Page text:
I bet you think I forgot about April, didn’t you? For many, it represents the month that “God giveth and the taxman taketh away.” Perhaps Easter is God’s way of helping us endure that pain; however, Easter represents much more to me. The beginning of spring was starting to bloom. The air seemed fresher, and everything seemed to come back to life. As a child, my early recollections were of an Easter Bunny delivering a brightly colored basket full of jelly beans, a chocolate cross and rabbit, and a stuffed baby duckling, all nestled on a bed of colored cellophane grass. But, of course, no Easter would be complete without the dying of eggs and the Easter egg hunt that soon followed. As I got older, I thought, what sense did all of this make. Easter is supposed to be a celebration of the risen Christ and the hope of many for eternal life, and somehow we have a rabbit delivering colored eggs and candy. Did someone tell the rabbit he walked onto the wrong movie set?
I was relieved to find, according to Time, this “egg-laying hare” stems from a pagan tradition known as the Festival of Eostre, which honored the goddess of fertility and spring. It is said the goddess’s animal symbol was the rabbit, which stood for high fertility and reproduction rates. If you live in my community you will see first-hand the rabbits have successfully continued this time-honored tradition! However, in the 1700’s, German Immigrants coming to Pennsylvania brought this tradition of “Osterhase” or “Oschter Haws,” an egg-laying hare that would lay colorful eggs and give them to good children. I can’t tell you my relief as I must have been one of the good ones, or of mistaken identity, as I always awakened to a big Easter basket full of every sugar-filled treat known to man!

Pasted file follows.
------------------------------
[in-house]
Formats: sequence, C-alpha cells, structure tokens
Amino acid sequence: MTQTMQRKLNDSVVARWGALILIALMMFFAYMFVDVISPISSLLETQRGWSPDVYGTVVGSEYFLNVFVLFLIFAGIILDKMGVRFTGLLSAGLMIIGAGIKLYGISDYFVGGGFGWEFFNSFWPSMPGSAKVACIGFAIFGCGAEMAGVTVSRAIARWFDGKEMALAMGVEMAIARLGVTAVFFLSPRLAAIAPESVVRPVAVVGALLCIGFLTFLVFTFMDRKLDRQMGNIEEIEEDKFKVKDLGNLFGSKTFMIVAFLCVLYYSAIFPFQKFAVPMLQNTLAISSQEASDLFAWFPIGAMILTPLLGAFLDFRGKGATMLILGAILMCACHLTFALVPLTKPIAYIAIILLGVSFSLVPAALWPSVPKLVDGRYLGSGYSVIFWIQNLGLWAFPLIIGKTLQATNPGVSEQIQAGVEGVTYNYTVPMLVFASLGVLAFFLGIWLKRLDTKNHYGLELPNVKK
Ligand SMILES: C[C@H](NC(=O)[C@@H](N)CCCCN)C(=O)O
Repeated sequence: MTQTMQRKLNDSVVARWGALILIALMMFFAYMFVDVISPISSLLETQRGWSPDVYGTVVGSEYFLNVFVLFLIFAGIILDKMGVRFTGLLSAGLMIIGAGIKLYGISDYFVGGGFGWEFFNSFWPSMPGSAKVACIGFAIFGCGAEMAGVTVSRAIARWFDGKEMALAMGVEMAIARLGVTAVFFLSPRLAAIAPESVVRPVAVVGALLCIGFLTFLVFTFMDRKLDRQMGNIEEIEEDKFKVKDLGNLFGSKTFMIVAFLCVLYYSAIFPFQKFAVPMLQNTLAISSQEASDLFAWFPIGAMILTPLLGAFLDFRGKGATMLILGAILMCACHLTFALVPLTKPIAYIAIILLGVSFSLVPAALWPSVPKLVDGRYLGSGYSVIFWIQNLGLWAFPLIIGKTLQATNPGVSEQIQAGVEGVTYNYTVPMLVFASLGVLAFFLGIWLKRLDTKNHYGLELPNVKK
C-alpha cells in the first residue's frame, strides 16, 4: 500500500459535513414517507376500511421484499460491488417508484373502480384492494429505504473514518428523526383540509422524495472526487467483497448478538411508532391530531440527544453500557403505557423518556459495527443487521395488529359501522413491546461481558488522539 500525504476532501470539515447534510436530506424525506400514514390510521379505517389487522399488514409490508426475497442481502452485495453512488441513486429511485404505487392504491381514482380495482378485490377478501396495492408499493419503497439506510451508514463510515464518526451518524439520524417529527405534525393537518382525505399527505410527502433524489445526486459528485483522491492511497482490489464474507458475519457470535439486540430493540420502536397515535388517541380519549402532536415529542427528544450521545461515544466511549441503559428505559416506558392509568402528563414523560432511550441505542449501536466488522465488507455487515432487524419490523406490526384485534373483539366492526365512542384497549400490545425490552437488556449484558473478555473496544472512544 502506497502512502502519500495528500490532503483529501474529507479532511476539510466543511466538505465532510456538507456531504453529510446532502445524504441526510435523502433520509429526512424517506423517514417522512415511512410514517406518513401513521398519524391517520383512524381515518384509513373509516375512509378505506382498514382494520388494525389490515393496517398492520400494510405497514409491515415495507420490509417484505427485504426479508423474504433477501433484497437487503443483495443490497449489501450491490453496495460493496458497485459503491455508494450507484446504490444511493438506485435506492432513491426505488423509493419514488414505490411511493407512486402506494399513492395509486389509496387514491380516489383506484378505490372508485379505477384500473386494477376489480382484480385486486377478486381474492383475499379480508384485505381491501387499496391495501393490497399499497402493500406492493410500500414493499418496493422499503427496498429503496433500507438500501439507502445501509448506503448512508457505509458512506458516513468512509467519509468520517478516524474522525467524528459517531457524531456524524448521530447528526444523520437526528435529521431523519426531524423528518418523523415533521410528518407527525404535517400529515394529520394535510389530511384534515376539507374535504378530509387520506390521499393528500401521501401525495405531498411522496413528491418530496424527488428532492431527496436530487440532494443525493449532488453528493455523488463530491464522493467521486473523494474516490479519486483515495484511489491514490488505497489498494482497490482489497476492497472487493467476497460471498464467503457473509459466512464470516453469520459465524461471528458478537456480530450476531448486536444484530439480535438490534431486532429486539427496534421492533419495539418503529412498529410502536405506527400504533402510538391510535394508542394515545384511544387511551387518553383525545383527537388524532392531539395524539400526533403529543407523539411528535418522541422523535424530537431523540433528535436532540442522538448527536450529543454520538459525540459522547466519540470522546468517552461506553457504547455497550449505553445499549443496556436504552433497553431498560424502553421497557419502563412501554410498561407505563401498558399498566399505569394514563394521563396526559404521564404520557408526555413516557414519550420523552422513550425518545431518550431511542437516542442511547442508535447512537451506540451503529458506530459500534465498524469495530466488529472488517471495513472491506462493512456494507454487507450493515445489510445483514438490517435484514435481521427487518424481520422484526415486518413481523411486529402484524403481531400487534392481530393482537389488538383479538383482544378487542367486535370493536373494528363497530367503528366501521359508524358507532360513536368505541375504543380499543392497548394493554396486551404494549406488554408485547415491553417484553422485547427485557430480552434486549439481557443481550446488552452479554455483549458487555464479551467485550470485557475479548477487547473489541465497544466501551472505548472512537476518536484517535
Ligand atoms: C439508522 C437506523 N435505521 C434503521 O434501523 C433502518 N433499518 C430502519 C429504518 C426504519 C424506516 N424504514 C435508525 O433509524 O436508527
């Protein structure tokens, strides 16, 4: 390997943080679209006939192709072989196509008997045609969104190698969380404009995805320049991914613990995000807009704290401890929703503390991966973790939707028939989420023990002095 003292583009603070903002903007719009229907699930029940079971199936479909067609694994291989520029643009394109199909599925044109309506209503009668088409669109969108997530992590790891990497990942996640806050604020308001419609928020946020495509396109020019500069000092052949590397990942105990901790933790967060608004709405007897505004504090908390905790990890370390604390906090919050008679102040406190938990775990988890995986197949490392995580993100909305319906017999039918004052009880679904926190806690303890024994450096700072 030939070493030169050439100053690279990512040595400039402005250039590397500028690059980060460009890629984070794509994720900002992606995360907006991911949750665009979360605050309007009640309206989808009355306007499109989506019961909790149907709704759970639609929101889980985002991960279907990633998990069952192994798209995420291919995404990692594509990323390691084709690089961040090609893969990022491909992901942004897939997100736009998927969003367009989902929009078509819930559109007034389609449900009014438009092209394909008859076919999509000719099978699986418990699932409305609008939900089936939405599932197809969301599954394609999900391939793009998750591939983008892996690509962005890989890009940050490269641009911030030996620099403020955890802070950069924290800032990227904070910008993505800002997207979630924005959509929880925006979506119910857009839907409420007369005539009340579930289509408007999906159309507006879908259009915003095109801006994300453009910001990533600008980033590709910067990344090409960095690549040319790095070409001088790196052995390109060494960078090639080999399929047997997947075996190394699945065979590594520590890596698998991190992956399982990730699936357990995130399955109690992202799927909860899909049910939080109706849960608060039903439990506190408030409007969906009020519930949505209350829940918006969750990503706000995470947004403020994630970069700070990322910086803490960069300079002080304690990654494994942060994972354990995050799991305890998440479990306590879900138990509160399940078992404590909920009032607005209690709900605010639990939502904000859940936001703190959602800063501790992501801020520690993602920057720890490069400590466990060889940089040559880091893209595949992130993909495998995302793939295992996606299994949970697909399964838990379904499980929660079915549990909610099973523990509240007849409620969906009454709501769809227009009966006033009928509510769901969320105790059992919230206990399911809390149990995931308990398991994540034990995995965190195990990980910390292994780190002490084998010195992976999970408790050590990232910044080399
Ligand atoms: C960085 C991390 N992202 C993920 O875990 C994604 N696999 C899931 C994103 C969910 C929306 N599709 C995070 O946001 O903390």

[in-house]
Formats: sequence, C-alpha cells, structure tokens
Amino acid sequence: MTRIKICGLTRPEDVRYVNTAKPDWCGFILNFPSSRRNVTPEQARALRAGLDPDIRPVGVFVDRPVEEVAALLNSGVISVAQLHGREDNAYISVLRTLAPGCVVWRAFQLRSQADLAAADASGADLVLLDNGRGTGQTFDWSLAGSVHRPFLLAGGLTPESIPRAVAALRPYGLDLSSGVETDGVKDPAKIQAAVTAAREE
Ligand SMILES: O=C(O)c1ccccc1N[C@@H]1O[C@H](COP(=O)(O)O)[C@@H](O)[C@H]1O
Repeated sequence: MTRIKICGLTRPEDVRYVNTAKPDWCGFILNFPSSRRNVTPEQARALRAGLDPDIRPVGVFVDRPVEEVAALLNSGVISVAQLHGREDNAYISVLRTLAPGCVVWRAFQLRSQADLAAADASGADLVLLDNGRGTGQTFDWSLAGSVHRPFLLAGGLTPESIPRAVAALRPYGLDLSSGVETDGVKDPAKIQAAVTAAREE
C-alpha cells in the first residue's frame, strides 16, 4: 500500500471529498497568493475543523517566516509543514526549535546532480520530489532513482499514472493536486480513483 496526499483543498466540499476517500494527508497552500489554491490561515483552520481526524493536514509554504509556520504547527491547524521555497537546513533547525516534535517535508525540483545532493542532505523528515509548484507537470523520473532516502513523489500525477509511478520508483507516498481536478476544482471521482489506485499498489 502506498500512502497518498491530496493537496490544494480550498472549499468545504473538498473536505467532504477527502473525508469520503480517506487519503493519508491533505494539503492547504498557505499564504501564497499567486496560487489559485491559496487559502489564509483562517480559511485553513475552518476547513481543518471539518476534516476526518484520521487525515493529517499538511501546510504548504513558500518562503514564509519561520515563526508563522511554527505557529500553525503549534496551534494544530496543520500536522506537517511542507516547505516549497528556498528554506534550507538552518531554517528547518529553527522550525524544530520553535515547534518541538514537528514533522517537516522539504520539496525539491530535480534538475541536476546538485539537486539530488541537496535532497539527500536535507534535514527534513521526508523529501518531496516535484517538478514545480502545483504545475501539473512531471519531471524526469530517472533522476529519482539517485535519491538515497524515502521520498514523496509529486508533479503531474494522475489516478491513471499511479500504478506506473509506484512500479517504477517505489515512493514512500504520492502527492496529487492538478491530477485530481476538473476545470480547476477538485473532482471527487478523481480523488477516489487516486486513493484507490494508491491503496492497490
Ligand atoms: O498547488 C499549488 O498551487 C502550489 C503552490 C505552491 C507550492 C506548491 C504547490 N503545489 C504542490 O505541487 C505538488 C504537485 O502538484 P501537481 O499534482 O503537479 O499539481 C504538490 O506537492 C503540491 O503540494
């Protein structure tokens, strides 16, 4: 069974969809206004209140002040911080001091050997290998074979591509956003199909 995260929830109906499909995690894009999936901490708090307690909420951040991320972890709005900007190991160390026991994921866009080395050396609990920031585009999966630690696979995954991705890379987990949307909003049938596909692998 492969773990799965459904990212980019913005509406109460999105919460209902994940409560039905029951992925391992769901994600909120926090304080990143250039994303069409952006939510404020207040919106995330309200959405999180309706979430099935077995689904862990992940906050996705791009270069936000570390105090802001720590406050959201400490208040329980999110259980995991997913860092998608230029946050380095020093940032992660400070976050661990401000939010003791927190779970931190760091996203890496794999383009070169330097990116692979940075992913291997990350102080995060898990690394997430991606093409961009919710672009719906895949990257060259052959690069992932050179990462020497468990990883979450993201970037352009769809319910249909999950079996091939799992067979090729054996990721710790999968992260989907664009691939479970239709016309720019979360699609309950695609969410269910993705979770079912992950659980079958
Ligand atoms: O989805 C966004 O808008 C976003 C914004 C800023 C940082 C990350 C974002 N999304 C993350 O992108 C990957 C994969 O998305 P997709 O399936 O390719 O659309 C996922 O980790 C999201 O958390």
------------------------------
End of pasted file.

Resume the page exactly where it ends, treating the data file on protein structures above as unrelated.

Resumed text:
I’m a firm believer that people are brought into your life to teach you life lessons. It could be struggles they overcame that have become a source of inspiration, while others have taught us not to take ourselves too seriously in a world where it seems division has become rampant. Two such people are Sidney Poitier and Betty White. Upon their recent passing, I was intrigued by the lives they led and how they seemed to touch the hearts of so many. Poitier had a certain refinement and broke many barriers in the entertainment world as a young black man from a very humble Bahamian childhood. While he rose to enjoy success garnering awards for his illustrious career as an actor, film director, and diplomat, his 2002 Honorary Academy Award recognizing his “remarkable accomplishments as an artist and human being” spoke volumes to me of a life well-lived.